State Historic Site

Trail End

A Whole-House Exhibit at the Trail End State Historic Site

April 2016 - December 2016

Politics As Usual

Personalities, Scandals & Legacies 
in American & Wyoming Politics, 1912-1932

Four Wyoming Governors (AHC)

Governor Kendrick

WHEN JOHN KENDRICK was elected Governor of Wyoming in 1914, he was only the second Democrat to do so (the first was John Osborne, a Rawlins physician infamous for having the tanned hide of a lynched outlaw made into shoes which he wore to his inauguration).

During the Democrat’s half-term as governor, the Republican Party enjoyed an overwhelming 36-seat majority in the Wyoming State Legislature. Even so, as Wyoming historian T. A. Larson noted,

Rarely has a Republican governor, let alone a Democratic one, worked more harmoniously with a Republican legislature. The new governor was just the type of Democrat who could get along … since there was nothing in his political philosophy to distinguish him from a regular Republican. Only the accident of Texas birth, it seems, can account for his being a Democrat.

Wyoming Republicans were relatively progressive in those days, so Kendrick was able to sign into law most of the legislation he sought related to workman’s compensation, public utilities, women’s rights, game and fish regulation, direct primaries, and farm loans. His primary failure? No funding was approved for the commission charged with bringing new settlers to the state. 


BY 1917, THE Prohibition Movement – the banning of alcoholic beverages – had gained ground in America. Wyoming was one of the few states in the West still allowing the sale of alcohol with little or no restriction. That year, despite his personal belief that the movement would eventually fail, Wyoming Governor John B. Kendrick encouraged the State Legislature to pass a bill allowing voters to decide the issue. As he said, "I am confident that there is a growing conviction in the minds of the people of Wyoming that the time has come [for the state] to move into line with her neighbors."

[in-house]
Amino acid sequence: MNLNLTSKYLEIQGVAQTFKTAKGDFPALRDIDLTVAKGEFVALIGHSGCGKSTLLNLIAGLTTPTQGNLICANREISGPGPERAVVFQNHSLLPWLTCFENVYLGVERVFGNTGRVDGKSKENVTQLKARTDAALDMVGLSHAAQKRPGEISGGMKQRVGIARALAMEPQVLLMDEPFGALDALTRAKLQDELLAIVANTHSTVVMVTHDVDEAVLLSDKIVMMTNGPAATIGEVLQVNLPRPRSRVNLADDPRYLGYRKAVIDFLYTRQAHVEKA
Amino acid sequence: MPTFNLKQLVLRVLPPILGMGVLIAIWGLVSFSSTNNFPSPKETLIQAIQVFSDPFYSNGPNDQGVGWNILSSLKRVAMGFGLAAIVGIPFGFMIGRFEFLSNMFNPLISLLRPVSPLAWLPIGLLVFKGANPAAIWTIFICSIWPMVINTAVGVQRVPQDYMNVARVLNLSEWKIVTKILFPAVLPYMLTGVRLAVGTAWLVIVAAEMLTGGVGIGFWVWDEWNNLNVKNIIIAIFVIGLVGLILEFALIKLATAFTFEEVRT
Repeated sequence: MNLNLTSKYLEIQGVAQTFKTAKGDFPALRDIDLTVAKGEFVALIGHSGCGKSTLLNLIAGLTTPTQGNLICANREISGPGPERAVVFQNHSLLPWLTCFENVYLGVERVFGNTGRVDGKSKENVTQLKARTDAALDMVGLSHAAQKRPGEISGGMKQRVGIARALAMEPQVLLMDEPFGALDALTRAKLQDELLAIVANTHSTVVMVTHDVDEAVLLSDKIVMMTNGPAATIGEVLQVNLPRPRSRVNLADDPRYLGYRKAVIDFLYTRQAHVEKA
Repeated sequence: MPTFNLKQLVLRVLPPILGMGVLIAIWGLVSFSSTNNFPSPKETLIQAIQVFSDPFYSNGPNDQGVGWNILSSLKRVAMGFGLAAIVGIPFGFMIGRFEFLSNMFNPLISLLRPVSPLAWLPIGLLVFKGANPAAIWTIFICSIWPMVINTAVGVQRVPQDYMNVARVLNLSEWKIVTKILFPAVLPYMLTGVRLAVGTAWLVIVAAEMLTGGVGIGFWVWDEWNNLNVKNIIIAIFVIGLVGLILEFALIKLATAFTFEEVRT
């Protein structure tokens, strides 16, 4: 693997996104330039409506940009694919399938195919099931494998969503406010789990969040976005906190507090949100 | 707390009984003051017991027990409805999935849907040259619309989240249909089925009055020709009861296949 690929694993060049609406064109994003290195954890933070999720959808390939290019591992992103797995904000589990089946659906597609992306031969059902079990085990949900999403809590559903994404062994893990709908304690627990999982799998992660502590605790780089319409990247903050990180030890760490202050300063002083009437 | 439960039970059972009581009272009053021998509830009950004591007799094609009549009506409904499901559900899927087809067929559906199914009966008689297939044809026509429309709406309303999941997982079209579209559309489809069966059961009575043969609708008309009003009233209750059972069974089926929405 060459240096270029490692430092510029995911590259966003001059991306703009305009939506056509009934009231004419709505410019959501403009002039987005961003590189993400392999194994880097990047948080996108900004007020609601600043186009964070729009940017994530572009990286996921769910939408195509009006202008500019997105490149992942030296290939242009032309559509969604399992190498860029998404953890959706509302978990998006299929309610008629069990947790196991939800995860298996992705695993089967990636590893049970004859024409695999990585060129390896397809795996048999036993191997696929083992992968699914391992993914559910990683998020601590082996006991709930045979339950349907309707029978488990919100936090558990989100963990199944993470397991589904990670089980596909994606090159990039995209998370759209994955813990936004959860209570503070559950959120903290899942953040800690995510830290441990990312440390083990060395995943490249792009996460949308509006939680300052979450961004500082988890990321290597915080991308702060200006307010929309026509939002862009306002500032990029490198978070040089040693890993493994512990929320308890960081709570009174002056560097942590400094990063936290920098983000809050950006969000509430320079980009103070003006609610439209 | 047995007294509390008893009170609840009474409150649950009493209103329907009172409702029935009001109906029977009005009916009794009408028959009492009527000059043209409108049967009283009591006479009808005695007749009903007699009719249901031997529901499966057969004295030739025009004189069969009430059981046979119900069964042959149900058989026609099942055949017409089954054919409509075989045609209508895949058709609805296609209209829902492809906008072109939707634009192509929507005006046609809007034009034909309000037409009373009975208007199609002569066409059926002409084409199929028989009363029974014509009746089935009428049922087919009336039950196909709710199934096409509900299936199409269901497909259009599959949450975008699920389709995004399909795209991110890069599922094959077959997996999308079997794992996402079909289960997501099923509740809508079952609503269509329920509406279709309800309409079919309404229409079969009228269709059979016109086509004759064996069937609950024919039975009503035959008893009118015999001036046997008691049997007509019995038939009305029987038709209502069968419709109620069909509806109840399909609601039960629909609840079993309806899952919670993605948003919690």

In late January, state legislators passed a bill allowing such a vote. After he signed the legislation, Kendrick’s wife reacted rather passionately:

A resounding kiss, implanted on the executive lips in full view of a number of persons assembled to witness the governor’s action, was the reward Mrs. Kendrick gave Governor Kendrick.     

It was their twenty-sixth wedding anniversary, and Eula stated that John’s support of the bill allowing Wyomingites to vote on the matter of prohibition was the perfect anniversary gift.


WHEN GIVEN THE choice in 1918 whether to prohibit alcohol or not, Wyoming voters approved the measure by a three-to-one margin.    

Political Cartoon, 1914 (TESHS)